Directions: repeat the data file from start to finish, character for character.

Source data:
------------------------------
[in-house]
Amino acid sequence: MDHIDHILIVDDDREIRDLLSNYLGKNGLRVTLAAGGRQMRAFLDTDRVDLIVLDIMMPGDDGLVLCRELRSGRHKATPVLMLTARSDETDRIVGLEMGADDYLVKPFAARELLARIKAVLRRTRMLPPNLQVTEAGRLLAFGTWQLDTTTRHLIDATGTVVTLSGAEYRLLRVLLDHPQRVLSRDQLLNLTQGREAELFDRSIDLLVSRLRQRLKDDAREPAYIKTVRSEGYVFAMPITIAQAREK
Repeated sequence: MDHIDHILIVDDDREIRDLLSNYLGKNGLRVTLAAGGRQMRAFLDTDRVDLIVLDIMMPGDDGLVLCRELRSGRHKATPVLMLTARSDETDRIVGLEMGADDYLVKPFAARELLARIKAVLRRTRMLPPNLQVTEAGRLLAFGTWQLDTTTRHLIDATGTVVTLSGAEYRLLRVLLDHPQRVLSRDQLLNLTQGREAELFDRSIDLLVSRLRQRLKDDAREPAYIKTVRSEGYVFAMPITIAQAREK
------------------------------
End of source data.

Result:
[in-house]
Amino acid sequence: MDHIDHILIVDDDREIRDLLSNYLGKNGLRVTLAAGGRQMRAFLDTDRVDLIVLDIMMPGDDGLVLCRELRSGRHKATPVLMLTARSDETDRIVGLEMGADDYLVKPFAARELLARIKAVLRRTRMLPPNLQVTEAGRLLAFGTWQLDTTTRHLIDATGTVVTLSGAEYRLLRVLLDHPQRVLSRDQLLNLTQGREAELFDRSIDLLVSRLRQRLKDDAREPAYIKTVRSEGYVFAMPITIAQAREK
Repeated sequence: MDHIDHILIVDDDREIRDLLSNYLGKNGLRVTLAAGGRQMRAFLDTDRVDLIVLDIMMPGDDGLVLCRELRSGRHKATPVLMLTARSDETDRIVGLEMGADDYLVKPFAARELLARIKAVLRRTRMLPPNLQVTEAGRLLAFGTWQLDTTTRHLIDATGTVVTLSGAEYRLLRVLLDHPQRVLSRDQLLNLTQGREAELFDRSIDLLVSRLRQRLKDDAREPAYIKTVRSEGYVFAMPITIAQAREK